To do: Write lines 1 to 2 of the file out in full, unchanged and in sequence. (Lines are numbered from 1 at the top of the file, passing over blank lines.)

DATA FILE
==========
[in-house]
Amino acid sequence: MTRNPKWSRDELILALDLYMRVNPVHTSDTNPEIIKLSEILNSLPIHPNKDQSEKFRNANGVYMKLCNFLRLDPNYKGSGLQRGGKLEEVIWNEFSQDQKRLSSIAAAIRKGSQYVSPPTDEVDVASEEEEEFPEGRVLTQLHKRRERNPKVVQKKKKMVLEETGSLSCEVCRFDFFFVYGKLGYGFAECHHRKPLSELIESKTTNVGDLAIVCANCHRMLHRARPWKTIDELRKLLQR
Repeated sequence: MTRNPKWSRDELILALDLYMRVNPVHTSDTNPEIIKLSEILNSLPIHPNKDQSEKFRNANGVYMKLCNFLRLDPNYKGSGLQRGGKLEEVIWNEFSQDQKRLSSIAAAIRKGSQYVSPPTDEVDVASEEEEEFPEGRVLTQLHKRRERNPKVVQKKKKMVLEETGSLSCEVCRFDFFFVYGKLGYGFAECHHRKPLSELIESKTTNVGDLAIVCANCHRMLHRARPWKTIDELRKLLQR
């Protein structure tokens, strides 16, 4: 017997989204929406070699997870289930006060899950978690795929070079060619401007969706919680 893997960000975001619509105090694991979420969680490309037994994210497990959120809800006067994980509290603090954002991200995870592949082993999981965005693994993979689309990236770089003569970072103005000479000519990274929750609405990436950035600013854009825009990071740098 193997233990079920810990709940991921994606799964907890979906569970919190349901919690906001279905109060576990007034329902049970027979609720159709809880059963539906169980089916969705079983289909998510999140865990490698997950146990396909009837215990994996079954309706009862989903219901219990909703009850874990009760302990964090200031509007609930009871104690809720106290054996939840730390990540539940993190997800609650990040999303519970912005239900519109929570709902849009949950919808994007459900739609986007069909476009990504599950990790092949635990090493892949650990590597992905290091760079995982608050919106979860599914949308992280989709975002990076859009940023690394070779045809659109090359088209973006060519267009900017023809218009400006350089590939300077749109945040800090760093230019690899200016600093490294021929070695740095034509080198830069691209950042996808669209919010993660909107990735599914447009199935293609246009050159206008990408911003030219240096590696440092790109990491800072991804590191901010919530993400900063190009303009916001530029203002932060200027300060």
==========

[in-house]
Amino acid sequence: MTRNPKWSRDELILALDLYMRVNPVHTSDTNPEIIKLSEILNSLPIHPNKDQSEKFRNANGVYMKLCNFLRLDPNYKGSGLQRGGKLEEVIWNEFSQDQKRLSSIAAAIRKGSQYVSPPTDEVDVASEEEEEFPEGRVLTQLHKRRERNPKVVQKKKKMVLEETGSLSCEVCRFDFFFVYGKLGYGFAECHHRKPLSELIESKTTNVGDLAIVCANCHRMLHRARPWKTIDELRKLLQR